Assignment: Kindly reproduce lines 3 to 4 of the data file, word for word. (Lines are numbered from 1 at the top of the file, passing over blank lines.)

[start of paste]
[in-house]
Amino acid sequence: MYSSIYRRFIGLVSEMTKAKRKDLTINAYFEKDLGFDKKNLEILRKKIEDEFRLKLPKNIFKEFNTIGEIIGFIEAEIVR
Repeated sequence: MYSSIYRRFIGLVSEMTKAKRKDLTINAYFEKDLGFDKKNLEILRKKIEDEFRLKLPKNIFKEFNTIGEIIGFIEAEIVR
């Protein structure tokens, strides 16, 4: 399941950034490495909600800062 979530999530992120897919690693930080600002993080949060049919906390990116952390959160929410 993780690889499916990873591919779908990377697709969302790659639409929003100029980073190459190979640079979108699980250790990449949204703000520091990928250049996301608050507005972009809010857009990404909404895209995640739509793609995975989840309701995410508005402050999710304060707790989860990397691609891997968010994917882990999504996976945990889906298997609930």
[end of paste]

Repeated sequence: MYSSIYRRFIGLVSEMTKAKRKDLTINAYFEKDLGFDKKNLEILRKKIEDEFRLKLPKNIFKEFNTIGEIIGFIEAEIVR
């Protein structure tokens, strides 16, 4: 399941950034490495909600800062 979530999530992120897919690693930080600002993080949060049919906390990116952390959160929410 993780690889499916990873591919779908990377697709969302790659639409929003100029980073190459190979640079979108699980250790990449949204703000520091990928250049996301608050507005972009809010857009990404909404895209995640739509793609995975989840309701995410508005402050999710304060707790989860990397691609891997968010994917882990999504996976945990889906298997609930």